Facebook Rules in Time Spent Online
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Facebook may be ranked sixth in unique visitors, but it reigns supreme in the amount of time users spend there -- topping Google, Yahoo, AOL and eBay.
The social networking site checks in at a bit over 4.5 hours per person, on average, for the month of June, according to Nielsen Online's June 2009 report.
Coming in second is Yahoo, which sees about three hours per user for the month, followed by AOL at two hours and 43 minutes, Google, with 2.5 hours and Microsoft's sites, with two hours and 12 minutes.
No. 4 on Nielsen's list is Apple (NASDAQ: AAPL), with a monthly visit average of one hour and 19 minutes per user -- nearly tied with eBay (NASDAQ: EBAY)'s one hour and 17 minutes. Amazon trails with 25 minutes.
Google (NASDAQ: GOOG) still dominates in overall visits, though, with 155 million Internet users visiting at least one of Google's sites for the month of June. Microsoft (NASDAQ: MSFT) sites saw 139 million visitors during the month, while Yahoo (NASDAQ: YHOO) came in third, with 134 million visits.
News Corp. Online -- which owns MySpace, Fox, the Wall Street Journal and video site Hulu.com -- checks in at 90 million visitors, beating out Facebook, eBay (NASDAQ: EBAY), Apple and Amazon (NASDAQ: AMZN) each in the number of Internet visitors for the month.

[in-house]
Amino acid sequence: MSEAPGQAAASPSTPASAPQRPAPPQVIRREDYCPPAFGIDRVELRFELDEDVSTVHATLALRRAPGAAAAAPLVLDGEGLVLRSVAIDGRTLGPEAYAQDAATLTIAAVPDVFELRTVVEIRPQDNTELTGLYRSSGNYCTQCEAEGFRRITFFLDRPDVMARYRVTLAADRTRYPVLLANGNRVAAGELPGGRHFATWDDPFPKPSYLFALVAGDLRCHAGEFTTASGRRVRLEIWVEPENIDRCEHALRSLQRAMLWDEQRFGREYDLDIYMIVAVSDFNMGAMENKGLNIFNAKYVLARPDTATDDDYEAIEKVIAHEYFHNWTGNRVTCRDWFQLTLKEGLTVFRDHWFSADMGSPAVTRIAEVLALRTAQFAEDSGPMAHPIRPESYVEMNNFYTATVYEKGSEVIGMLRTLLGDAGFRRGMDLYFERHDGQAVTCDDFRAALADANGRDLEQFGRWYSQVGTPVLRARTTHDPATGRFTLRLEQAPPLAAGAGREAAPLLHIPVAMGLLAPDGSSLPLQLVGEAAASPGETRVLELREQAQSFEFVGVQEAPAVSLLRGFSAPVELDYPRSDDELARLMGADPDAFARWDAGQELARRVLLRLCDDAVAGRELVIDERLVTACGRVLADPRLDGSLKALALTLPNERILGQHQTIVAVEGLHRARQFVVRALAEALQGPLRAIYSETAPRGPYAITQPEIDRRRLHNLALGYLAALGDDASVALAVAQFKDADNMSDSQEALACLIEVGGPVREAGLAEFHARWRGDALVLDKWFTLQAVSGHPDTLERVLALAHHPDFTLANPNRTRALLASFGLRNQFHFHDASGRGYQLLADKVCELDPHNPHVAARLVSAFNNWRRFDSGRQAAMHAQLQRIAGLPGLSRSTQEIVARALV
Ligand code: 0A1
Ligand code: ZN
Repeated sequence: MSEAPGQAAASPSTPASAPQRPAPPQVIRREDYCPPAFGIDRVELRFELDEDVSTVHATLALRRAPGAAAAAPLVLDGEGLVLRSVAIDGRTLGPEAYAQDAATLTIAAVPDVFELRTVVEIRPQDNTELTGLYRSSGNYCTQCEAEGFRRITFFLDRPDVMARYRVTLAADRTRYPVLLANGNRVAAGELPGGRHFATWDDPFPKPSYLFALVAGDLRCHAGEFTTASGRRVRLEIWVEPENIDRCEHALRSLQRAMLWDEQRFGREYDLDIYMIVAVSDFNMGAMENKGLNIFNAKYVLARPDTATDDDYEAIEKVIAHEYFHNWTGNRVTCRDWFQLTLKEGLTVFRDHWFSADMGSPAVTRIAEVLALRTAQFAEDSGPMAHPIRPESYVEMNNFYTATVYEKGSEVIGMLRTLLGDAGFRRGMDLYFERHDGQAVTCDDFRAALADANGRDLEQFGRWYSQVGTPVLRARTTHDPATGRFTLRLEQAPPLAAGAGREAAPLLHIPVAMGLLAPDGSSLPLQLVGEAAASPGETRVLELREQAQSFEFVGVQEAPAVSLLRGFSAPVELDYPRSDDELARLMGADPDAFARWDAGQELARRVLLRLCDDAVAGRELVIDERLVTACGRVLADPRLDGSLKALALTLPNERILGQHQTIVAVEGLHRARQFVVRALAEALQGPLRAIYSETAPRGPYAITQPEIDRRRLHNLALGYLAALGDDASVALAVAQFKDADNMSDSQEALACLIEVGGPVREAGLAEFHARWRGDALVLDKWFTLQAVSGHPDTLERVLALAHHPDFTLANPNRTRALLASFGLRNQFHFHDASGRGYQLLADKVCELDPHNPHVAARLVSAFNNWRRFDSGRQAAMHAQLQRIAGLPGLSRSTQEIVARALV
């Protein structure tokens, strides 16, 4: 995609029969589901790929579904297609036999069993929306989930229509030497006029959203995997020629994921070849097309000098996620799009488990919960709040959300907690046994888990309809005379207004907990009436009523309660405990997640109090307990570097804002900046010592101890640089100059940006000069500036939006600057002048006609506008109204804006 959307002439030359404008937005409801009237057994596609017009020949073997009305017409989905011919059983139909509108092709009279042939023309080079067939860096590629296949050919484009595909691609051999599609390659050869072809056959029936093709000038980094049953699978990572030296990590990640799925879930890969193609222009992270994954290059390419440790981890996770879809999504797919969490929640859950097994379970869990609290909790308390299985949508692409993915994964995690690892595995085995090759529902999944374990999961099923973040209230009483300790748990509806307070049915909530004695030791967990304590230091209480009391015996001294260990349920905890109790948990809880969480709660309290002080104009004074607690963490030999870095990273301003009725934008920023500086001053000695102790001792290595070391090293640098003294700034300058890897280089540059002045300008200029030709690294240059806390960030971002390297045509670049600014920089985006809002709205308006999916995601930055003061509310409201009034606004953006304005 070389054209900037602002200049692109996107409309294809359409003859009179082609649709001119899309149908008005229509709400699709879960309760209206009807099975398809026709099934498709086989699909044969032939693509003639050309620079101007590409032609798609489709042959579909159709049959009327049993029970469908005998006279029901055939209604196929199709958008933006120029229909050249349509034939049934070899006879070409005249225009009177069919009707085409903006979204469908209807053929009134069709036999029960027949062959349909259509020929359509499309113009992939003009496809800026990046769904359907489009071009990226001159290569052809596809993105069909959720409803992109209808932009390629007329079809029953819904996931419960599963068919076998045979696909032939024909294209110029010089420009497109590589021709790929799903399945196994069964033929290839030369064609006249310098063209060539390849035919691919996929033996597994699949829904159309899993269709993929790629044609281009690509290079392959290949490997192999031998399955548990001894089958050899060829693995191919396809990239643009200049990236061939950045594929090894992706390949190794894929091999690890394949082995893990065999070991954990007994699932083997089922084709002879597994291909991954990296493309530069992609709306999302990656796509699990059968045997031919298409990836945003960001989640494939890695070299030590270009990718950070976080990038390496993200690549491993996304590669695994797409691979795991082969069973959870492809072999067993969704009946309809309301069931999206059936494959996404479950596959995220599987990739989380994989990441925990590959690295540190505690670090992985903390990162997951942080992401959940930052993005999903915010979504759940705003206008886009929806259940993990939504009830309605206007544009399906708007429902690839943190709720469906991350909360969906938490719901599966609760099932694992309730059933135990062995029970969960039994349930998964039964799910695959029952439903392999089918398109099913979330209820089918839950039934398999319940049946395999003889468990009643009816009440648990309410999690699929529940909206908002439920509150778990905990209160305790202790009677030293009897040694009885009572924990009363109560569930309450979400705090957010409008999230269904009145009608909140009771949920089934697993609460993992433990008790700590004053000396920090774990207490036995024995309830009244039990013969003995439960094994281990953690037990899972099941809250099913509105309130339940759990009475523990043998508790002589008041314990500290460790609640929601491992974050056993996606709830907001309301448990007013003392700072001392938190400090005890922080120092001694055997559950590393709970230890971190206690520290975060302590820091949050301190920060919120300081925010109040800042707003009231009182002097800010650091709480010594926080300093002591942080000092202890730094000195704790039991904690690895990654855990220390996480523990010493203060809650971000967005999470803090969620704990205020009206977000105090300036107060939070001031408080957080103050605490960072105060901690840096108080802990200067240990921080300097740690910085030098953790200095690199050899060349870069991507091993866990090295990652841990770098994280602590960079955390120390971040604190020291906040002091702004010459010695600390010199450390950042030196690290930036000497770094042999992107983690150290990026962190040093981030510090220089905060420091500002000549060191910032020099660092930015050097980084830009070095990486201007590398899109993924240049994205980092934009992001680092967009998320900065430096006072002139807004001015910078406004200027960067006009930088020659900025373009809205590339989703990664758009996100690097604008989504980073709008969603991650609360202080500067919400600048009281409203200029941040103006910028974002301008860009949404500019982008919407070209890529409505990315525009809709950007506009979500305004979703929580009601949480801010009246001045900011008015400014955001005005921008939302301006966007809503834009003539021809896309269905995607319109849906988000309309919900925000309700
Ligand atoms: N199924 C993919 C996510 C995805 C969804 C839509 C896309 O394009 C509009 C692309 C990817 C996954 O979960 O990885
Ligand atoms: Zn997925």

Facebook and News Corp.-owned MySpace have also been vying for the largest share of the growing social networking space. While News Corp.'s properties together may outweigh Facebook, MySpace lost the lead in the category among global users to Facebook last August. In May, Facebook topped MySpace among U.S. visitors.
While both News Corp. and Facebook have struggled to monetize their booming traffic, some observers see advertising on social sites as likely area of growth as the economy rights itself.
Facebook is also having an impact on Internet use in the UK, according to another study out today by mobile research firm CCS Insight. That study, which surveyed mobile users between 16 and 35, found that social networking is driving mobile Internet usage, with 33 percent of young adults accessing Facebook and Twitter on their phones.
The study also found that in the UK, twice as many men as women access the mobile Internet and that those surveyed expect mobile content to be free -- potentially good news for ad-supported content.
"The Web is revolutionizing the way people use mobile phones," Paolo Pescatore, head of mobile content at CCS Insight, said in a statement. "Forget music downloads and video -- social networking is what people want. Media owners and operators will have to find new ways to make money from their assets."